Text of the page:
Much of the country has had more than enough of racist Colin Kaepernick who can’t get a job and wants to complain about it.
With the exception of the handful of players in the NFL who have picked up his protests where he left off, the most irritated people with his behavior are probably those he once competed against. With a lot of time on his hands now that he’s unemployed, Kaepernick is spending it by stirring the pot to create more problems and try to maintain some level of importance in society and the sport of football.
Although the NAACP and New Yorkers have separately come to his defense, crying racism at the NFL headquarters for the reason he hasn’t gotten a job this season, not everyone is buying what he’s selling for why he hasn’t been hired.
This sorry excuse is just that and one player he didn’t stand a chance against on the field and now off of it, had enough with what Kaepernick tried to pull today and responded appropriately to the situation.
Kaepernick’s day took a turn for the worse after the protests on behalf of his unemployment proved to be ineffective. The problem with not being picked for a team has little to nothing to do with his racist protest of the National Anthem and has everything to do with his inability to play the game better than his competitors.
Nobody understands the rules of the game and team recruitment more than Buffalo Bills superstar LeSean McCoy. The star player has worked hard to earn his spot on the team which means fighting for it, not crying to owners or the NFL for a position on any given team he wants. This isn’t a recreational league, it’s professional sports, and McCoy just shut Kaepernick up for good by saying the one thing that nobody else has, or was afraid to say.
Getting on a team and being paid millions for it, has more to do with than just how well you play. There’s something else that goes with it that race-baiting Kaepernick and his cohorts have a hard time grasping.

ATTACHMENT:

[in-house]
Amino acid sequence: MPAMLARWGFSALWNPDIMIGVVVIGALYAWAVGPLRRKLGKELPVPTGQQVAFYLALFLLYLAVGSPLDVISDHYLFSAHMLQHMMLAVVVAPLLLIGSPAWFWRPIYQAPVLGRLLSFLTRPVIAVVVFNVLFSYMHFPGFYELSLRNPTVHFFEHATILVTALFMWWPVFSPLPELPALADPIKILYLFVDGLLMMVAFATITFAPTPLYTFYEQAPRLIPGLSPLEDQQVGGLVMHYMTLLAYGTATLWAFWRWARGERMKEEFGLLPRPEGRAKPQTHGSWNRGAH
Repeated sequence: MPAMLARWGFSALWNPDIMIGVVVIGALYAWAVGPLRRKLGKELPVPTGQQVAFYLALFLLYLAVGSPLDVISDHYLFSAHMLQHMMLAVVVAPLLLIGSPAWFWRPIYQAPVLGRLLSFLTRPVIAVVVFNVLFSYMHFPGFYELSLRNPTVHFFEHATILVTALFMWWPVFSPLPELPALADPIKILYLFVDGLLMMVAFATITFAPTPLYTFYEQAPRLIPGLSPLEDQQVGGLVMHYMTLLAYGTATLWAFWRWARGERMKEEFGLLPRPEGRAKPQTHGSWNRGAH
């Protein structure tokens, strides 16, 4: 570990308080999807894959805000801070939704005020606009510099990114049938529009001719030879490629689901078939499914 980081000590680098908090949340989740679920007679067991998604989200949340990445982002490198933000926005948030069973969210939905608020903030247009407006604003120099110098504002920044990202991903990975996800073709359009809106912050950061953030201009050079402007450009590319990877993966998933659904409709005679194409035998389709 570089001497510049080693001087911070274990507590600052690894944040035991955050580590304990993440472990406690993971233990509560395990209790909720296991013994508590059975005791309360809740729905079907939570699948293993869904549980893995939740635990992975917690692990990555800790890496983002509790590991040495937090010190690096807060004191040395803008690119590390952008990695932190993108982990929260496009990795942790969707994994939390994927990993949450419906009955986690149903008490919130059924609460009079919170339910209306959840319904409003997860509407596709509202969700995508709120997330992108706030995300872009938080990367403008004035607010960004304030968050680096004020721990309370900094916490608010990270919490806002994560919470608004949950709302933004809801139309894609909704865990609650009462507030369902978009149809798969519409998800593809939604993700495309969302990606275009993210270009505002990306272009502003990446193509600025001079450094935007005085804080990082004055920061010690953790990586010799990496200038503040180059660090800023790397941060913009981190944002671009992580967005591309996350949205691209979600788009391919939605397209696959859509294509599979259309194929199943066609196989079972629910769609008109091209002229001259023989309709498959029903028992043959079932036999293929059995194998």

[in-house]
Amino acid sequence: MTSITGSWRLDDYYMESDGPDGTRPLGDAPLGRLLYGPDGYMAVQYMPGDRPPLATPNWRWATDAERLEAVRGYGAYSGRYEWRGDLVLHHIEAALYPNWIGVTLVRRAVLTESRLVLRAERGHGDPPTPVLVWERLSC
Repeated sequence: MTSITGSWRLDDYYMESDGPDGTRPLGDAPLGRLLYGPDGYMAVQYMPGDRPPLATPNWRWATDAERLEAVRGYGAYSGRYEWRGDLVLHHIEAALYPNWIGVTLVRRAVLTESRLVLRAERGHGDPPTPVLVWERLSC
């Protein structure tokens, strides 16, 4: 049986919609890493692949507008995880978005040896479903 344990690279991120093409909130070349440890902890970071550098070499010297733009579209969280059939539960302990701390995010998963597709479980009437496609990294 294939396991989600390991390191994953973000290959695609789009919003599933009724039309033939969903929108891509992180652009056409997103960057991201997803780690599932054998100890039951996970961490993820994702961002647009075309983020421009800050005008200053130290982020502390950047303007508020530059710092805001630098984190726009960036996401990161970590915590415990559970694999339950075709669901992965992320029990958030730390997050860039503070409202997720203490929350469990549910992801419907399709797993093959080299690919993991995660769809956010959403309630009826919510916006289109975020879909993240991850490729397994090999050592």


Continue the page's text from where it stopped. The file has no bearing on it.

LeSean McCoy on Kaepernick: I think his situation is not good enough to have him on the team with all the attention that comes along with it pic.twitter.com/HrvfgeNsBP
— Joe Buscaglia (@JoeBuscaglia) August 24, 2017
The Wild Card reports:
McCoy, 29, took a fairly diplomatic approach to the former 49er’s ongoing unemployment. The running back said social and political reasons might be keeping Kaepernick out of the NFL but his unemployment has far more to do with his declining skills as a quarterback and the general distraction that all of his media attention would bring to a football team. (All emphasis ours.)
“[Kaepernick’s anthem protests] may have something to do with [his unemployment] but I think it also has a lot to do with his play,” McCoy said.
“I’m sure a lot of teams wouldn’t want him as their starting quarterback. Then it’s the chaos that comes along with it. It’s a lot. A team’s trying to win and not have a distraction on a team. … As a player, there’s certain players that can be on a team with big distractions, and there’s other players that they’re not good enough where it’s worth it. I think his situation is not good enough to have him on a team with all the attention that comes along with it.”
“I’m sure if a guy like [Tom] Brady or a guy like — whoever is your favorite player, Odell Beckham or a guy like that — you’ll deal with that attention and play him. With certain guys, it’s not worth it.”
Simply put, franchise owners and coaches have to evaluate if his skill is in proportion to the problems he causes. Clearly, Kaepernick’s declining performance wasn’t worth the risk to any team or franchise. He’s a headache, a problem child, and a detriment, not asset, to tickets and merchandise sales.
The fallout that we’re seeing from this man-child and his team of sympathizers is the result of the mentality that everyone gets a trophy. You don’t get a multi-
You don’t get a multi-million dollar NFL contract by crying racism or any other excuse for your poor performance. You compete for it and if you happen to earn it, then you fight like hell to maintain it which starts by respecting the opportunity, the team, the country, and those who sign your paycheck.